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Russell County pilot program aims to help support children dealing with adverse childhood experiences


By Nadia Ramlagan
Public News Service

A pilot program launching in one rural Kentucky school district this summer aims to help schools better support children dealing with the violence, addiction and other trauma known as Adverse Childhood Experiences.

Nearly 27% of Kentucky children have experienced two or more so-called “ACEs” by the time they’re 17, according to a 2018 America’s Health Rankings report. The national average is less than 22%.

Adverse Childhood Experiences are associated with higher out-of-pocket medical costs and financial burdens in adulthood. (Photo from Adobe Stock, via PNS)

Dr. Joe Bargione is a psychologist who leads the “Bounce” program. He says there is mounting evidence that childhood trauma contributes to poor health outcomes later in life.

“The more Adverse Childhood Experiences a child has, the higher the likelihood of those negative health outcomes, depression, anxiety, suicide attempts,” says Bargione. “But also, there’s a link to the physical health – there’s an increase in heart disease, there’s an increase in cancer rates as adults; there’s an increase of diabetes.”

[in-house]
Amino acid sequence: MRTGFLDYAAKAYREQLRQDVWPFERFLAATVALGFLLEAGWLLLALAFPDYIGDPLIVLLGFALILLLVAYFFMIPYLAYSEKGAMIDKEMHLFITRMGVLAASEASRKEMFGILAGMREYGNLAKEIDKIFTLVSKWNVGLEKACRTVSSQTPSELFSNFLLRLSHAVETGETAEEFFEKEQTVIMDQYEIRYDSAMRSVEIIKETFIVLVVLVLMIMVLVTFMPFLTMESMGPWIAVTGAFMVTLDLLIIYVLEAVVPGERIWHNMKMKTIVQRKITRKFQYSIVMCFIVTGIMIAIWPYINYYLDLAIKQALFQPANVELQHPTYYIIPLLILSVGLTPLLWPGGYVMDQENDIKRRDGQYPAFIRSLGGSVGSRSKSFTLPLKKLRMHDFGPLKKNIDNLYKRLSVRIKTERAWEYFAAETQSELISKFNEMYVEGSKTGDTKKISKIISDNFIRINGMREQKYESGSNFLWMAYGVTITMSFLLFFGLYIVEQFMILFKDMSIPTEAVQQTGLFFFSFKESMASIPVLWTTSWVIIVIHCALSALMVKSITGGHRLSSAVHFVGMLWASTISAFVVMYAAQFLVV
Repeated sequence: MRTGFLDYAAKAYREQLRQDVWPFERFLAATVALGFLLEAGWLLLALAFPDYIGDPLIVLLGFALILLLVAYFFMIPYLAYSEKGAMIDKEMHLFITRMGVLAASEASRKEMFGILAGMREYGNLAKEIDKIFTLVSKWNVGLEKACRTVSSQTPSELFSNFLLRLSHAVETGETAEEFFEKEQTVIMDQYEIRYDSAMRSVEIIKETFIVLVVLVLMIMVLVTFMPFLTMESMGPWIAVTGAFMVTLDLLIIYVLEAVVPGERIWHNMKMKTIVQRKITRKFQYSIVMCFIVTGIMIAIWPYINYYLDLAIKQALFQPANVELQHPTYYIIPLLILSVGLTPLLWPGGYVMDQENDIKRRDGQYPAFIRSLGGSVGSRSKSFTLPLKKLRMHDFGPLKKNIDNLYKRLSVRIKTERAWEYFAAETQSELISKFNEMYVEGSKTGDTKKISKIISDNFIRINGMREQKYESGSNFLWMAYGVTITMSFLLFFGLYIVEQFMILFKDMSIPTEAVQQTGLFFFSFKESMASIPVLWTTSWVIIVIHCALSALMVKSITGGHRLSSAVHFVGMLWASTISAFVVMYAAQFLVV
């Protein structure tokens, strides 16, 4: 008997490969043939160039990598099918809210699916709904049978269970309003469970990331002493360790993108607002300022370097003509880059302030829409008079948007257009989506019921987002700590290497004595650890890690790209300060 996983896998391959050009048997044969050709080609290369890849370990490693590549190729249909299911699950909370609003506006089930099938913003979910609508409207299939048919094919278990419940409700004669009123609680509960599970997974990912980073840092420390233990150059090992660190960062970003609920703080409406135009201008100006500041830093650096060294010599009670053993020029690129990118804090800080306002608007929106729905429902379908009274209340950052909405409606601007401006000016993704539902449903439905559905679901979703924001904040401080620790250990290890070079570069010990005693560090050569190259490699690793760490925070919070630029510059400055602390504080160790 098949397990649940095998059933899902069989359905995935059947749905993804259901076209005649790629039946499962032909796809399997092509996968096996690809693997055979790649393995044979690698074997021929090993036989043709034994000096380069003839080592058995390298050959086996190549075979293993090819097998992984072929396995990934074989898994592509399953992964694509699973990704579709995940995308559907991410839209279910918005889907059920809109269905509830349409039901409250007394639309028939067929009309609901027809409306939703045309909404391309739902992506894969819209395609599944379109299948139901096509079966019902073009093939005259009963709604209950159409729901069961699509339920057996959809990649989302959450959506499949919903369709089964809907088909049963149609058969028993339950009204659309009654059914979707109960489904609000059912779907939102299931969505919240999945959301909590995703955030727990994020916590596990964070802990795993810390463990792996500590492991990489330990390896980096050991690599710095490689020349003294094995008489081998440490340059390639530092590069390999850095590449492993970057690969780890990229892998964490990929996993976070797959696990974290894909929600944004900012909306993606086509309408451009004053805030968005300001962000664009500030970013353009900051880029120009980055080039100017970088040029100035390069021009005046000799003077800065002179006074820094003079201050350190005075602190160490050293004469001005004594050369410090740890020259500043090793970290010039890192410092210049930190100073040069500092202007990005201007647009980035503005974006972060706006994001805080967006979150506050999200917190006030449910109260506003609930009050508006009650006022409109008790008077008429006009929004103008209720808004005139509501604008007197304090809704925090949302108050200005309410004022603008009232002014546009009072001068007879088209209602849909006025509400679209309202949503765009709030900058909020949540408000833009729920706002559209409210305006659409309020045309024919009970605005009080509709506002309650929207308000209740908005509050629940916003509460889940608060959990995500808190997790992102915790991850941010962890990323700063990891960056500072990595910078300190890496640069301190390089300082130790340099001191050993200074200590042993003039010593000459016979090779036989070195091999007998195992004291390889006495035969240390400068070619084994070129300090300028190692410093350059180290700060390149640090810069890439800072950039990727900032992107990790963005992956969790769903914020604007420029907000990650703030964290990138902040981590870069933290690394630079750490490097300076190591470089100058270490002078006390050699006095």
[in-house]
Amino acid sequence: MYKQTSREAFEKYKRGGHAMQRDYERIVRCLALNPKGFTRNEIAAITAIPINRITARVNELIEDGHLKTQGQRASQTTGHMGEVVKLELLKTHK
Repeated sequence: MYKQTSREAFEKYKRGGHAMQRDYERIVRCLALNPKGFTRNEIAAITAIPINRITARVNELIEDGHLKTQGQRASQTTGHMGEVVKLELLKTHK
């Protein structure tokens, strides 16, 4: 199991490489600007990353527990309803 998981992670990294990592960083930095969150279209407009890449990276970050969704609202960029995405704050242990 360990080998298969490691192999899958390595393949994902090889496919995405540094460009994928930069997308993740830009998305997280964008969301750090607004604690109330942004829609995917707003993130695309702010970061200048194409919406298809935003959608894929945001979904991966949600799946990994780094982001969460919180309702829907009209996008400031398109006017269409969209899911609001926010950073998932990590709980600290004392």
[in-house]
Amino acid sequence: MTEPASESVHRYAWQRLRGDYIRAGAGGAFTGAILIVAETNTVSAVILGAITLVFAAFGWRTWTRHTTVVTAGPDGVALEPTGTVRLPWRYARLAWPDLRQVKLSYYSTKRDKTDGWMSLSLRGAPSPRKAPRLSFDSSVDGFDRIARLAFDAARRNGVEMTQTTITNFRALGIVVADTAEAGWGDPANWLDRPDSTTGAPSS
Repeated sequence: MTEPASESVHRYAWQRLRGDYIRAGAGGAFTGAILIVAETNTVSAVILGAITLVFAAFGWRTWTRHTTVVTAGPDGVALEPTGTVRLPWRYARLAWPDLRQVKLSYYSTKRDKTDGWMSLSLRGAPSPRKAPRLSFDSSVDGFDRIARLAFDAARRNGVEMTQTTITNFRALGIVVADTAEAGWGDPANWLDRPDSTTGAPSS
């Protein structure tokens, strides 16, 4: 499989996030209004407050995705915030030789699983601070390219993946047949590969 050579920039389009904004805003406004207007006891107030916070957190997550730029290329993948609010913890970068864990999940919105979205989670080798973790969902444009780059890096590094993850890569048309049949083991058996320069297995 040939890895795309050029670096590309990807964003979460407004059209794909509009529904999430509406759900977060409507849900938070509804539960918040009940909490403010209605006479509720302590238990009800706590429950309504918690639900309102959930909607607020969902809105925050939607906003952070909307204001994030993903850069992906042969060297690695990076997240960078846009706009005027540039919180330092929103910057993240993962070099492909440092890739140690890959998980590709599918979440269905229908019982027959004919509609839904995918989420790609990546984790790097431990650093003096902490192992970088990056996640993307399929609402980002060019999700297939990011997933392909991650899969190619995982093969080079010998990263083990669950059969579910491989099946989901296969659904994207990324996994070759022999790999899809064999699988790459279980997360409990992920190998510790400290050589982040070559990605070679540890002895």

Bargione says adult life expectancy is 20 years lower for people who have had six or more Adverse Childhood Experiences.

The Louisville-based Bounce Coalition will work with the Lake Cumberland District Health Department to train Russell County teachers and staff, bus drivers and parents about childhood trauma and teach techniques to help students cope with stress. The-two year program, which begins in August, is funded by a grant from The Foundation for a Healthy Kentucky.

A similar Bounce program was implemented in 2014 in Louisville’s urban school districts. There, researchers found the ACEs training reduced out-of-school suspensions for students, improved teacher retention and increased parent engagement.

Russell County school superintendent Michael Ford says he’s concerned about the well-being of his staff, working year-round to help children cope with mental health problems – which he says are on the rise.

“And another part of this is the self-care for school employees, so that we do not become so bogged down with the emotional needs of our students that we can still take care of ourselves, so we can take care of the kids,” says Ford.

Ford also points to reforms to the state’s criminal justice system that could help decrease the likelihood of Adverse Childhood Experiences for kids, such as the incarceration of a parent.


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